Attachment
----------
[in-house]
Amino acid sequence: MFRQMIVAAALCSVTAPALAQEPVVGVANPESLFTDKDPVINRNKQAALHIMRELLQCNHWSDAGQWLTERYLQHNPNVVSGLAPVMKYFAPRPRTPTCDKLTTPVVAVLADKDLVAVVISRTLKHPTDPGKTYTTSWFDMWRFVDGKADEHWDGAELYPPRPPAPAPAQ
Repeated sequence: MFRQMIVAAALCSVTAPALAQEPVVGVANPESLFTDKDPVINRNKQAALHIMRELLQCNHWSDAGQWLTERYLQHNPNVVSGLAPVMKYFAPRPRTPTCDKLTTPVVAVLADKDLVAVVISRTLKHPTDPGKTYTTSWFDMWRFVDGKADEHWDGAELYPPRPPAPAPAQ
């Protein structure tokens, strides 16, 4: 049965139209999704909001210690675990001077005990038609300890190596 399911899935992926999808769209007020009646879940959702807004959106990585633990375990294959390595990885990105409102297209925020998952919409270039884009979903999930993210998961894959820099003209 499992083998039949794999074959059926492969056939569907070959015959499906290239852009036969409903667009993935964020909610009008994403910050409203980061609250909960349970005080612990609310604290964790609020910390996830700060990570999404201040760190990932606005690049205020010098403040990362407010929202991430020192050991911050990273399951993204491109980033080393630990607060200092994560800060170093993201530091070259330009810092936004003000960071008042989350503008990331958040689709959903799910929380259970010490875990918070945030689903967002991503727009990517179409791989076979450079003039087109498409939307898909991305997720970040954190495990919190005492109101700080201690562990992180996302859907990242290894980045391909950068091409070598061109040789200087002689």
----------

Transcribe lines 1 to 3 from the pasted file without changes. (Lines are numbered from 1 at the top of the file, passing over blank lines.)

[in-house]
Amino acid sequence: MFRQMIVAAALCSVTAPALAQEPVVGVANPESLFTDKDPVINRNKQAALHIMRELLQCNHWSDAGQWLTERYLQHNPNVVSGLAPVMKYFAPRPRTPTCDKLTTPVVAVLADKDLVAVVISRTLKHPTDPGKTYTTSWFDMWRFVDGKADEHWDGAELYPPRPPAPAPAQ
Repeated sequence: MFRQMIVAAALCSVTAPALAQEPVVGVANPESLFTDKDPVINRNKQAALHIMRELLQCNHWSDAGQWLTERYLQHNPNVVSGLAPVMKYFAPRPRTPTCDKLTTPVVAVLADKDLVAVVISRTLKHPTDPGKTYTTSWFDMWRFVDGKADEHWDGAELYPPRPPAPAPAQ